NAT (National AIDS Trust) is calling on all UK police forces to ensure their guidance and policies on HIV are up-to-date – and to use NAT’s new resource ‘HIV: A guide for Police Forces’ for this purpose.
‘HIV: A guide for police forces’ is endorsed by BHIVA (the British HIV Association) and includes information about how HIV is and isn’t transmitted, what to do if you are exposed to HIV, how to respond to someone with HIV, and information about criminal prosecution for HIV transmission. It also includes an easy-to-use checklist to ensure blood borne virus training and occupational health policies are fit for purpose and up-to-date.
The guidance was produced in response to a review by NAT of a sample of policies and guidelines from 15 police constabularies in the UK. NAT found some forces wrongly cited spitting, scratching, urine, sharing toothbrushes and handling or lifting of people as routes to transmission.
NAT also found policies recommending the use of ‘spit hoods’ to protect police from HIV transmission though spitting cannot transmit HIV, and other policies stating people living with HIV and in custody should be held separately and that interviews should be conducted through cell doors or cell door hatches.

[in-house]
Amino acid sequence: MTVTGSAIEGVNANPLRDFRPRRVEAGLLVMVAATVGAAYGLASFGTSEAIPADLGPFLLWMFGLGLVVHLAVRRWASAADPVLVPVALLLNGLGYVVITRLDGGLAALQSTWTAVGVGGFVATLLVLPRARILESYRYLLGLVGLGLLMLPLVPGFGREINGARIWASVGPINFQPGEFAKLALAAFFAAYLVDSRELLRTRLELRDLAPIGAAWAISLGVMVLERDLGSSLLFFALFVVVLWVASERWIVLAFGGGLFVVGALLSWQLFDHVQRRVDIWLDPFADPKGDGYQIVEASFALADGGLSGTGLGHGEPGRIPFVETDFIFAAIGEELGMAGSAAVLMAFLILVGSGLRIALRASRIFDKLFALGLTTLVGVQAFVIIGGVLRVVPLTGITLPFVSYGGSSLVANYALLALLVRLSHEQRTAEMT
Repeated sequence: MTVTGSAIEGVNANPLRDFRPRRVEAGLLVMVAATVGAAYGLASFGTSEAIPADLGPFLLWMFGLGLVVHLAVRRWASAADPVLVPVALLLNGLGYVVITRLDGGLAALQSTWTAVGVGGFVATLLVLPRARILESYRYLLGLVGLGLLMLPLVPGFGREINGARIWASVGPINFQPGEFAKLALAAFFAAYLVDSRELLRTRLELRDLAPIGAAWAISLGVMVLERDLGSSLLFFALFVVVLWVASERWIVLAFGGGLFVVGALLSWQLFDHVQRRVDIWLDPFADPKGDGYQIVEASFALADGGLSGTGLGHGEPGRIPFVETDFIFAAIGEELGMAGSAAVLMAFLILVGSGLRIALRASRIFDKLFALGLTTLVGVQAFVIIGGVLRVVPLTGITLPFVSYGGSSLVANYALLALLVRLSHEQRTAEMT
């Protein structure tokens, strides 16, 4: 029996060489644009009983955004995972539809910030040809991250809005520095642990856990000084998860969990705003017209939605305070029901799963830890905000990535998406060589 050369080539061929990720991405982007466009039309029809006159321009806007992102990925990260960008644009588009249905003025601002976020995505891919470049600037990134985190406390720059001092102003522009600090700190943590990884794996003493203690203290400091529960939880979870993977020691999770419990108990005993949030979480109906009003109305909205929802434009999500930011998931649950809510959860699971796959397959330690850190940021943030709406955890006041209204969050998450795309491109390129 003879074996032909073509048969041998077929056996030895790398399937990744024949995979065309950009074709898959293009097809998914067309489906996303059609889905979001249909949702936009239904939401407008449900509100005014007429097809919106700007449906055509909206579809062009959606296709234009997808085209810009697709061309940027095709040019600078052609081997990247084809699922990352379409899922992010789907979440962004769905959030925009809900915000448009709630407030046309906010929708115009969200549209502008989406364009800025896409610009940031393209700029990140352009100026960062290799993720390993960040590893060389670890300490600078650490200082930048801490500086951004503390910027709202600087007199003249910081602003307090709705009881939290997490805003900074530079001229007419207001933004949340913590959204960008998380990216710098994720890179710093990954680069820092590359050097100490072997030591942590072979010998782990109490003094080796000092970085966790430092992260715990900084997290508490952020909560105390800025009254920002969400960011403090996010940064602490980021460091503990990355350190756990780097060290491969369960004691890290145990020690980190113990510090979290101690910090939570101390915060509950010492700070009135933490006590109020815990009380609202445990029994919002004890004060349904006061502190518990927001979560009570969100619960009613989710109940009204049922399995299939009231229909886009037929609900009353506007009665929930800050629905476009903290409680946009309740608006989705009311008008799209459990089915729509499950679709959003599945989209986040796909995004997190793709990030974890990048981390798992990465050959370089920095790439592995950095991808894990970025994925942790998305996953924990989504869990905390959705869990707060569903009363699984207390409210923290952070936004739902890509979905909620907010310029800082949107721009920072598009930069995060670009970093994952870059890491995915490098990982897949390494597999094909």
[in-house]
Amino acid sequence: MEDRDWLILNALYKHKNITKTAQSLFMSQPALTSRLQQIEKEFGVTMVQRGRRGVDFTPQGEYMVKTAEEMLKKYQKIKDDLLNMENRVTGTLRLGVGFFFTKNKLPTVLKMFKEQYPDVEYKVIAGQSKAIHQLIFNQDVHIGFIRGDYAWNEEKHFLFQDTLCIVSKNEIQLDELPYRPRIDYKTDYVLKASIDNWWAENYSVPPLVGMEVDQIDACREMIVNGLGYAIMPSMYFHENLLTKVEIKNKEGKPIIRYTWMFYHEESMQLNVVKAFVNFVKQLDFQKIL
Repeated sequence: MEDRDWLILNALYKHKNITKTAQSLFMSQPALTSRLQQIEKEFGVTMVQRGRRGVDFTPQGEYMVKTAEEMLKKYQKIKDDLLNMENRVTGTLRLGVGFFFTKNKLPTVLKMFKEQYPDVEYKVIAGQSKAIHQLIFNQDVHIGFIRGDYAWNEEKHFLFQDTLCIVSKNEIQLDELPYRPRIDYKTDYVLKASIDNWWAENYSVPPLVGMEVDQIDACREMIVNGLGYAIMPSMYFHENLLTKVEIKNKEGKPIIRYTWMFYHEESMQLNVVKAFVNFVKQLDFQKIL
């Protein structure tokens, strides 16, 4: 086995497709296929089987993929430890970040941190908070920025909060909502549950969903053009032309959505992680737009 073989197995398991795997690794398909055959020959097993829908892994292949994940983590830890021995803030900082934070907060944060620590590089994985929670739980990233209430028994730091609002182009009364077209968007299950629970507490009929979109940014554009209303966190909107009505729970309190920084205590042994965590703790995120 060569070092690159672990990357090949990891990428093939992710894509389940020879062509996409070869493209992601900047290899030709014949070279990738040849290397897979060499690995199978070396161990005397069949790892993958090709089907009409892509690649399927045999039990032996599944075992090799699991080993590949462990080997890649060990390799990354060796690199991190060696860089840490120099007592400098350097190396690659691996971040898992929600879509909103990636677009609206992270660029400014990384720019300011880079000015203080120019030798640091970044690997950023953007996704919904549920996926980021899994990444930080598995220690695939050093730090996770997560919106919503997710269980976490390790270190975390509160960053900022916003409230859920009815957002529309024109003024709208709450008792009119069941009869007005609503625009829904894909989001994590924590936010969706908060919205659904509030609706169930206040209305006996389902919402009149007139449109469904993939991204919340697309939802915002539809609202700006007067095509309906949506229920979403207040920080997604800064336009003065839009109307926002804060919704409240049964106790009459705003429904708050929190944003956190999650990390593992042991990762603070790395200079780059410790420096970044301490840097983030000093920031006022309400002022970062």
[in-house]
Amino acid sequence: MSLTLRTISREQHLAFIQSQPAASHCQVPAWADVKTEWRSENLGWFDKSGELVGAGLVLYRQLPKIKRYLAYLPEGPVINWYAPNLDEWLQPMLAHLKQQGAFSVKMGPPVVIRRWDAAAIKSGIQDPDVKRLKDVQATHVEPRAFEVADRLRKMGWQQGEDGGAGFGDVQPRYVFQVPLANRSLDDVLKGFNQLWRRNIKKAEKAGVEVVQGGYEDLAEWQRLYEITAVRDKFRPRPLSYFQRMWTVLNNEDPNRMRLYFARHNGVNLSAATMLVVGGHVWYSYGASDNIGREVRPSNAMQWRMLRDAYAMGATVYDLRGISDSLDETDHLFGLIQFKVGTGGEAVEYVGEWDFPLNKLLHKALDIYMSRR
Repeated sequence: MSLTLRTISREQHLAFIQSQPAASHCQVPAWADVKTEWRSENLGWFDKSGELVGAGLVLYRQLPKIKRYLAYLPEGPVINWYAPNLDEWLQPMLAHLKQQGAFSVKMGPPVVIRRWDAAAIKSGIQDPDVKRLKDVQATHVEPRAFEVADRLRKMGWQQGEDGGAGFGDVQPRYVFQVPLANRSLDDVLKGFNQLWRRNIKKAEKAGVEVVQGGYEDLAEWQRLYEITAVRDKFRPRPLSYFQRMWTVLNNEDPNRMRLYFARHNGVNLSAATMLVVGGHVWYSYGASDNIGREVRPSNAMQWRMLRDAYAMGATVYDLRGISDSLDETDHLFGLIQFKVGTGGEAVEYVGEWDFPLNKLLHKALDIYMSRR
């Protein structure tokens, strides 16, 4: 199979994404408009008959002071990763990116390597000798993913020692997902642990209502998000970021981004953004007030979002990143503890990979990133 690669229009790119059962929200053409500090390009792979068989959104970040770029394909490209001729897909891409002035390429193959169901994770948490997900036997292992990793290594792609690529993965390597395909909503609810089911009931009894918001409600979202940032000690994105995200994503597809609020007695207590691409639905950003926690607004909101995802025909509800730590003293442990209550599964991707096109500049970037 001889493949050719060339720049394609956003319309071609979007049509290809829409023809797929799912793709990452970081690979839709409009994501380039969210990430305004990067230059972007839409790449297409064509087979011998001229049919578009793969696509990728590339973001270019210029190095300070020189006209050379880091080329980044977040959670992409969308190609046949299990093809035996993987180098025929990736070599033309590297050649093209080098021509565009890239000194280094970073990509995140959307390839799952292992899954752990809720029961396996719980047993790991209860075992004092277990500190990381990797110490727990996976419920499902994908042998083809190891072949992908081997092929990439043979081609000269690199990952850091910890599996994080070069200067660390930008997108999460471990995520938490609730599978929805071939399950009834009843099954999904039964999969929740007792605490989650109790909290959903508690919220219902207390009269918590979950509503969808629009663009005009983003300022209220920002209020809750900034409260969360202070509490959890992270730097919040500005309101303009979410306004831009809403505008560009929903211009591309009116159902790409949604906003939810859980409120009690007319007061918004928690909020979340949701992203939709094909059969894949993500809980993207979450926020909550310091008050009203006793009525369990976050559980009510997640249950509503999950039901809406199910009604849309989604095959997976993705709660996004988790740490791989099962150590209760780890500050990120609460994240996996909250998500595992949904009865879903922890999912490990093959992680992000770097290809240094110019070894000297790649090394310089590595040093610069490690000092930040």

NAT is writing to all police forces in Britain to ask them to use this new guide, and ensure that training around HIV is correct and up-to-date.
Deborah Jack, Chief Executive of NAT, said, “By producing this guidance we have given police forces the information and evidence they need to ensure their policies and procedures on dealing with HIV are up-to-date and non-stigmatising and to help reduce unnecessary worry about HIV transmission amongst police officers. We are now calling on them to make sure it is put into practice.”
NAT (National AIDS Trust) is the UK’s leading charity dedicated to transforming society’s response to HIV. It provides fresh thinking, expertise and practical resources, and champions the rights of people living with HIV and campaign for change. For further information please visit www.nat.org.uk